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This ultimate 'Star Trek' history holds clues for the next show

I wouldn't exactly call myself a Star Trek fan. Star Wars, not surprisingly, is much more my speed. Still, like every geek of a certain age, I watched reruns of what we now call The Original Series (TOS) as a child, back when there was almost no other science fiction to be found on TV.

But I wasn't exactly a discerning critic in those days. I'll never forget the evening that "Spock's Brain," now widely regarded as the worst episode of Star Trek ever, terrified the pants off me at age 7. My tastes have evolved since then; generally speaking, the more recent the Star Trek TV show, the less likely I am to have seen it. 

So no one was more surprised than me when I inhaled The Fifty-Year Mission, a massive oral history of the Trek franchise. It's far from a quick read — the first volume, released earlier this month, runs to 577 pages. (The second, out at the end of August, is an even more punishing 864 pages.) 

Nevertheless, it's a page-turner. There are some great, must-read oral histories: Studs Terkel's The Good War, a brilliant telling of World War II by the people who lived through it, is on. Legs McNeil's oral history of punk, Please Kill Me, is another. 

The Fifty-Year Mission, our Geek Book of the Month for July, is most definitely in their league. It's based on 30 years' worth of interviews by the Trek-obsessed authors, who are wise enough to mostly bow out and let the creators, stars and the people behind the scenes slug it out among themselves.

"The history of Star Trek is like Rashomon," says Star Trek: Wrath of Khan director Nicholas Meyer, referring to the famous Akira Kurosawa movie that shows the same event from four completely different perspectives. He's not wrong.

What emerges is a surprising struggle over the soul of Star Trek. It's a struggle that continues now, with Star Trek Beyond and the upcoming Star Trek Discovery offering very different visions.  

Here's a small sample of what stood out for me in the first volume:

— Star Trek creator Gene Roddenberry was so offended by the constant feuding of the series' two main stars, William Shatner and Leonard Nimoy, that he wrote them a letter blasting their out of control egos — and cc'ed the third co-star, DeForest Kelly, in case his ego also spiraled.

— Roddenberry was pretty damn egotistical himself. He was great at coming up with the overarching idea and message, not so much with the execution. Gene L. Coon, a producer who took over for most of Season 2, was much more influential. He shepherded the show's best episodes.

— Roddenberry doesn't come out of this looking particularly good. More than one assistant and young female actress accuse him of sexist and manipulative behavior; he was apparently happy to share sundry details of his sexual exploits with all colleagues. His many conquests included Uhura herself, Nichelle Nichols.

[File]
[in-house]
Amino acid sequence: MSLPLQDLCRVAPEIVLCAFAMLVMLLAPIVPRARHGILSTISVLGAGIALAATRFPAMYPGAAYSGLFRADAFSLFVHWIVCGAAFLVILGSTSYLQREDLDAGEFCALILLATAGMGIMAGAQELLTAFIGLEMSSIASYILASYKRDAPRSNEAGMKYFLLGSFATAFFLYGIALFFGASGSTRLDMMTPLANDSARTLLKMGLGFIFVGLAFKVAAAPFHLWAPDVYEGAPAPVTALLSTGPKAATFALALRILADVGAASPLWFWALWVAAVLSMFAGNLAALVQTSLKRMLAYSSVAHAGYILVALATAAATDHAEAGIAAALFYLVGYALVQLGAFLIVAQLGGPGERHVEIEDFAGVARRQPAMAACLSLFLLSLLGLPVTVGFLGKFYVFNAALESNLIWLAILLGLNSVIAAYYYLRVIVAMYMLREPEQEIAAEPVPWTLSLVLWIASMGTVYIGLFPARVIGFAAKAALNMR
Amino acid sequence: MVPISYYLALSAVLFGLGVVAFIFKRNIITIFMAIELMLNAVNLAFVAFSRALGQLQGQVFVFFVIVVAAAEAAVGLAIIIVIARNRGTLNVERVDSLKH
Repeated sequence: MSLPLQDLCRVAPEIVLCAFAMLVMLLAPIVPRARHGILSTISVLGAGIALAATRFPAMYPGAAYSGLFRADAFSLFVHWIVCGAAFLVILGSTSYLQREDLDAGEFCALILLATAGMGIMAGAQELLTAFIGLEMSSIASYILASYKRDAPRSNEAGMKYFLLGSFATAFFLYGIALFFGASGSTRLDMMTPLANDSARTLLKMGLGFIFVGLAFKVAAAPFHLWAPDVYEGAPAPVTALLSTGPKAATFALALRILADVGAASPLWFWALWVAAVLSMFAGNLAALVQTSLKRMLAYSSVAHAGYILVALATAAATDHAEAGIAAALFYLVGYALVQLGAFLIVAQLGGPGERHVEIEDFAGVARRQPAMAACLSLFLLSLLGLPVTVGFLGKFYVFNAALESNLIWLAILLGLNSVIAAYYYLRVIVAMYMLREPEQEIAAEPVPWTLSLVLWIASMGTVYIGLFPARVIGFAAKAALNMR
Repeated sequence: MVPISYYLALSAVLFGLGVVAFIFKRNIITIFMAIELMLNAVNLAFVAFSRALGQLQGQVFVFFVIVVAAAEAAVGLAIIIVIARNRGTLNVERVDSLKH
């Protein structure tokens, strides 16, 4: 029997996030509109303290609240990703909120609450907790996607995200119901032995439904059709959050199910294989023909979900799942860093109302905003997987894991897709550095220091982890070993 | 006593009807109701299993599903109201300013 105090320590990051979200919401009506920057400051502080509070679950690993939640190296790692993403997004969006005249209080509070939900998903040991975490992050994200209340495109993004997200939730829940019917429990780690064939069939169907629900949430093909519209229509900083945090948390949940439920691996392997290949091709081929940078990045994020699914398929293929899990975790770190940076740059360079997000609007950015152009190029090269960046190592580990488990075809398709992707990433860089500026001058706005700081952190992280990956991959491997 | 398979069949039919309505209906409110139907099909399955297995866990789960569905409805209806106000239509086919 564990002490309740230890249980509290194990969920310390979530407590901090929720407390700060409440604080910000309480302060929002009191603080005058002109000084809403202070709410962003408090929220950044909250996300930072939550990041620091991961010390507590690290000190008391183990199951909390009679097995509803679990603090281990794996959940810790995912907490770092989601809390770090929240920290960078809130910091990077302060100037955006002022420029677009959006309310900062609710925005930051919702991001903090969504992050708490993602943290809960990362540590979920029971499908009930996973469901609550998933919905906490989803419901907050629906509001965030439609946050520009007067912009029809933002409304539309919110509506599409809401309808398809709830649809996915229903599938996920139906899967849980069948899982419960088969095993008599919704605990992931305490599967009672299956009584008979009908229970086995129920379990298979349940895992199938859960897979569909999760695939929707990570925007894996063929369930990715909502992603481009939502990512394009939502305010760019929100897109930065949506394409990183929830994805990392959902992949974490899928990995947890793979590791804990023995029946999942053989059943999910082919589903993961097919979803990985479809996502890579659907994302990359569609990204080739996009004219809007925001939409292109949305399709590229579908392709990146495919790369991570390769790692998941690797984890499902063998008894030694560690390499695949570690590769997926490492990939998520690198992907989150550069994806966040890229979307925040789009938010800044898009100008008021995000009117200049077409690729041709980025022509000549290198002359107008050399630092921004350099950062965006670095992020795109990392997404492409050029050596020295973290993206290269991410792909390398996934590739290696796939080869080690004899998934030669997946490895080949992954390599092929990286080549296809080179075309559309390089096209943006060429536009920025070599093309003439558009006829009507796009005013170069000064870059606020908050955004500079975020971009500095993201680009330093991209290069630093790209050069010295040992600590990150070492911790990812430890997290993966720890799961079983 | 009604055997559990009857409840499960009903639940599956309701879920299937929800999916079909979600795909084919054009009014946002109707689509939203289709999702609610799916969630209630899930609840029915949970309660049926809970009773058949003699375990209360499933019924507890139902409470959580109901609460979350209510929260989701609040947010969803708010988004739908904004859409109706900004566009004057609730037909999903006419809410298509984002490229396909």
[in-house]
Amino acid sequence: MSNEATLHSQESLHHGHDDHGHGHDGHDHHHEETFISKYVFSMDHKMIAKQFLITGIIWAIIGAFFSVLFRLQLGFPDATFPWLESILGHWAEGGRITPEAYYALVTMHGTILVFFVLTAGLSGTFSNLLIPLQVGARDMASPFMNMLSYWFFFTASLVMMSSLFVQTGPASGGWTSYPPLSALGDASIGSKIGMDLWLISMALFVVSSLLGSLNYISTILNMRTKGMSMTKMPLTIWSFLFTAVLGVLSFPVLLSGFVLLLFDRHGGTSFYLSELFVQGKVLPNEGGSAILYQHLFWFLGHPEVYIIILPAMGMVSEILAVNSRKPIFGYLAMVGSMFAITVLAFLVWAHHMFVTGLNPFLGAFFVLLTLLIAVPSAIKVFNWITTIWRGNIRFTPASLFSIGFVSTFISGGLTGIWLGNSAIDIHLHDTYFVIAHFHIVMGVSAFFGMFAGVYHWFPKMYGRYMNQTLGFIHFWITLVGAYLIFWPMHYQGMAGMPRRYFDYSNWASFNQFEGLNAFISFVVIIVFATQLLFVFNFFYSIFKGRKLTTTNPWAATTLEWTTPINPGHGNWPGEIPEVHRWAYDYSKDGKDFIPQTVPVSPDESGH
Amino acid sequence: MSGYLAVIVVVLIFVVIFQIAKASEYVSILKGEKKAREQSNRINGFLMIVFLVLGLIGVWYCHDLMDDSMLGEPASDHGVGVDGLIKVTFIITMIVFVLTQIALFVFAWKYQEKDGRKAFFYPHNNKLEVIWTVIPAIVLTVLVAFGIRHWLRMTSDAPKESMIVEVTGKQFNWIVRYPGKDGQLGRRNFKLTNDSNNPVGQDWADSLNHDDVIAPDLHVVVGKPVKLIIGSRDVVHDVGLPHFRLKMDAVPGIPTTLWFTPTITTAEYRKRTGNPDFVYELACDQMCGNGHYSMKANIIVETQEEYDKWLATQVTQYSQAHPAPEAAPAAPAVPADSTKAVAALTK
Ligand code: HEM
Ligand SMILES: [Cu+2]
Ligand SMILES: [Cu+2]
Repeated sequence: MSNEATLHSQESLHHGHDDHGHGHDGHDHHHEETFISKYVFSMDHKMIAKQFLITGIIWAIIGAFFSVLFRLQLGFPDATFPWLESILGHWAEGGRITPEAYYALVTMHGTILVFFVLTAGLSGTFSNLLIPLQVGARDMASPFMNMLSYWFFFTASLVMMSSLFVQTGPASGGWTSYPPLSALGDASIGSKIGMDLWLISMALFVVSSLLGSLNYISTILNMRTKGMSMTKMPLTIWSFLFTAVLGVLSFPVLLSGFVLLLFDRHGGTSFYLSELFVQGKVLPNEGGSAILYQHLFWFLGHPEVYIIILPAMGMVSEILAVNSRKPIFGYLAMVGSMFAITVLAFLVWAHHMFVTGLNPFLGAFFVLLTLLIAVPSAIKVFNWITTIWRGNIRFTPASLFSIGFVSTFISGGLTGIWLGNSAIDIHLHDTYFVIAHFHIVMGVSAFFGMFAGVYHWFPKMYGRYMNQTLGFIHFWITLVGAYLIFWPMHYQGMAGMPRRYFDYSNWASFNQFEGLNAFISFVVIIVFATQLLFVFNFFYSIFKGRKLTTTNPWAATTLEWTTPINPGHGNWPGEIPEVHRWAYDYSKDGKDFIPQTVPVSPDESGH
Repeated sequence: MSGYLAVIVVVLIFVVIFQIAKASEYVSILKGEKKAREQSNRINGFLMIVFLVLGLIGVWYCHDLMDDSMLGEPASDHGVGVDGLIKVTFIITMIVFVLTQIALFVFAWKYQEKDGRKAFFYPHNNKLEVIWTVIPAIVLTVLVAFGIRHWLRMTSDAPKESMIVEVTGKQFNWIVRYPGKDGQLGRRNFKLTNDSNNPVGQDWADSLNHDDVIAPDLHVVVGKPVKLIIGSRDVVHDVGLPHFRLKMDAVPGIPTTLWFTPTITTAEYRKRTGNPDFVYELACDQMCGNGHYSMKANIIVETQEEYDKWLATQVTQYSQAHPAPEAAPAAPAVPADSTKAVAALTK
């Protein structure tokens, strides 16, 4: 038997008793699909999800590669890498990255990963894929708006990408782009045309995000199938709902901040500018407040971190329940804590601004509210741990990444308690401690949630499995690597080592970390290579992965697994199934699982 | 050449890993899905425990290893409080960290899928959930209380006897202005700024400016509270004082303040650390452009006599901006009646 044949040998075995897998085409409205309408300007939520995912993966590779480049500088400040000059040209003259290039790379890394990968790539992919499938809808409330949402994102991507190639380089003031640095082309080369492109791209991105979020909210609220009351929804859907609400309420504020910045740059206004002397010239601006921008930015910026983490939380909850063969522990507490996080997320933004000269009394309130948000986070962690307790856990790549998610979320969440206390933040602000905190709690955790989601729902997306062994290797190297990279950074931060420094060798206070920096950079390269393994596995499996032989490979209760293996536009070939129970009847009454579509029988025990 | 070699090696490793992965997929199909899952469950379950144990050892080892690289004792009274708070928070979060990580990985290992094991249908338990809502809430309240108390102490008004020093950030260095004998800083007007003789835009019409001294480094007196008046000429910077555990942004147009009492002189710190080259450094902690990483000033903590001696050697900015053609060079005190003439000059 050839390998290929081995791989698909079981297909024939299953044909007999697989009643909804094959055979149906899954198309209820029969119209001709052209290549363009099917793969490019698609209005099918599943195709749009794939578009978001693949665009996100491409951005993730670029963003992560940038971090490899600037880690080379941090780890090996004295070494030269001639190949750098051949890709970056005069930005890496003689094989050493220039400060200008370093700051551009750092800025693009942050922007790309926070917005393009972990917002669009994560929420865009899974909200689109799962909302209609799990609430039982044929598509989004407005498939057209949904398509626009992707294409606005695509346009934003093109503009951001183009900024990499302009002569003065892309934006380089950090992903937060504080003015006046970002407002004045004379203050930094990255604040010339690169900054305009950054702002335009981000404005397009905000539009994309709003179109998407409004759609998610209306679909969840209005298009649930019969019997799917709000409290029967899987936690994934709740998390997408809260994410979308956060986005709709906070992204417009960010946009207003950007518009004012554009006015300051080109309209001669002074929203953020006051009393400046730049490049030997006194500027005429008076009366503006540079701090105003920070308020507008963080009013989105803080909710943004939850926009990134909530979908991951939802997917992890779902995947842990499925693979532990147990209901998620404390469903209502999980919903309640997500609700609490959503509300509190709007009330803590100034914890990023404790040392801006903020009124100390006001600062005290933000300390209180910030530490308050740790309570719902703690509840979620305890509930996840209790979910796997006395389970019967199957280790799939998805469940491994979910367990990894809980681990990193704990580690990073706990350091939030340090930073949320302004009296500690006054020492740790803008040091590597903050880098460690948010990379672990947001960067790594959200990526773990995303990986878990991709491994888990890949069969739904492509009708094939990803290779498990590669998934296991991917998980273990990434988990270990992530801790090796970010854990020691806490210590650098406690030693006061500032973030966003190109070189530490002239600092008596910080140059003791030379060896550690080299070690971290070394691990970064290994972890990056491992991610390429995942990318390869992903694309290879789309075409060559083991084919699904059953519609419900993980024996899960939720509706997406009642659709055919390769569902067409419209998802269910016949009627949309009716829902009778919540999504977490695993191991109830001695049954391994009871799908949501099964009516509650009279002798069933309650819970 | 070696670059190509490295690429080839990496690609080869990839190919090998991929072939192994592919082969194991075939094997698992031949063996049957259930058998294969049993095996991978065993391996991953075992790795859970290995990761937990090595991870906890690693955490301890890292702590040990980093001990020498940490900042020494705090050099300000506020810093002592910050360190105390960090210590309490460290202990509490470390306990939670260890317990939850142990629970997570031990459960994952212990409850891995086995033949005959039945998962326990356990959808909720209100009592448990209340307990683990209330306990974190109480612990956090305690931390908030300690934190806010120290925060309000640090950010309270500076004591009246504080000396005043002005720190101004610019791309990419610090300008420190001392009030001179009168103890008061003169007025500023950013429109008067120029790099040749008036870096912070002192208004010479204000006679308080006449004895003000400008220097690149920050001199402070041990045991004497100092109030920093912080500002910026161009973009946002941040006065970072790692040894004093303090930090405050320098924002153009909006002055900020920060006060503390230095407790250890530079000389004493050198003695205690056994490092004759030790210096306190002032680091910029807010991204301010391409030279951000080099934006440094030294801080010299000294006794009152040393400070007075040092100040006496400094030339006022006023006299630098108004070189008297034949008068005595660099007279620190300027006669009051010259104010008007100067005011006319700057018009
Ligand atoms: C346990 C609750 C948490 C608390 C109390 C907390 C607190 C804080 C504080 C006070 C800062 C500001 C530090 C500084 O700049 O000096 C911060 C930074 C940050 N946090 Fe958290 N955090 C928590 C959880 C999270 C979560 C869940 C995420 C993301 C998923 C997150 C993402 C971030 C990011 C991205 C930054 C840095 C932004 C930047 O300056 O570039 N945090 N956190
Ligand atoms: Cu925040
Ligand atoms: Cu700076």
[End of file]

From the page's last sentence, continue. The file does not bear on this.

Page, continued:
— When Gene Roddenberry was trying to sell the first Star Trek movie, he came up with a script in which the crew of the Enterprise would literally meet God. It became known as "The God Thing." According to the author who was asked to novelize it, the climactic scene had "Kirk slugging it out on the bridge with Jesus." 

— One of the constant conflicts behind the scenes of Star Trek: How much humor the show, and the movies, would contain. Roddenberry was absolutely against jokes. 

n the terrible first movie, Star Trek: The Motion Picture, which went through dozens of drafts between Roddenberry and other feuding writers, Nimoy said he was literally forbidden to make wry looks or raise his eyebrows.

— The show's best bits came from everywhere; Star Trek, essentially, had many fathers. For example, the whole thing about terraforming planets with the Genesis device, the central plot element of the brilliant second movie, Wrath of Khan? That came entirely from the movie's art director.

— Somebody on the production leaked the fact that Spock dies at the end of Wrath of Khan to the press. There was, understandably, a fan uproar. For years, nobody knew who leaked it. Here, a secretary offers incontrovertible evidence that Gene Roddenberry himself was the source of the leak. His motive? He didn't want Spock to die.

— Eddie Murphy is a huge Trekkie. He was going to be in Star Trek IV: The Voyage Home, playing a college professor who believes in aliens, and his possible presence is why the movie saw the cast going back in time to 1986.

The first volume does start to drag towards the end, as the Star Trek franchise moves to the mainstream Hollywood big leagues. But on the whole, the oral history format appears to be a miraculously perfect match for this subject. 

After all, the Star Trek TV shows — with their constant Captain's Logs — are pretty much oral histories themselves. 

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